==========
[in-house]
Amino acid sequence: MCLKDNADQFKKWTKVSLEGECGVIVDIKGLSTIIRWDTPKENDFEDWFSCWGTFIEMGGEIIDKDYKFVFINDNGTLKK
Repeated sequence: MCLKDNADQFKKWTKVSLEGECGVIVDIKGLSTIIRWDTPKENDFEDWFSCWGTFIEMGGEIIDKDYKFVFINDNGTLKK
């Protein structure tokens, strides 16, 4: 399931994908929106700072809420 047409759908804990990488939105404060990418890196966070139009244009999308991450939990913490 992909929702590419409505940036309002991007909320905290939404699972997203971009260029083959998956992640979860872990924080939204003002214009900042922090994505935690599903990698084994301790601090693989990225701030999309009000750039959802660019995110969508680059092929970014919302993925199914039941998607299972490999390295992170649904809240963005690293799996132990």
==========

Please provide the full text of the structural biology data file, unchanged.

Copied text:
[in-house]
Amino acid sequence: MCLKDNADQFKKWTKVSLEGECGVIVDIKGLSTIIRWDTPKENDFEDWFSCWGTFIEMGGEIIDKDYKFVFINDNGTLKK
Repeated sequence: MCLKDNADQFKKWTKVSLEGECGVIVDIKGLSTIIRWDTPKENDFEDWFSCWGTFIEMGGEIIDKDYKFVFINDNGTLKK
């Protein structure tokens, strides 16, 4: 399931994908929106700072809420 047409759908804990990488939105404060990418890196966070139009244009999308991450939990913490 992909929702590419409505940036309002991007909320905290939404699972997203971009260029083959998956992640979860872990924080939204003002214009900042922090994505935690599903990698084994301790601090693989990225701030999309009000750039959802660019995110969508680059092929970014919302993925199914039941998607299972490999390295992170649904809240963005690293799996132990």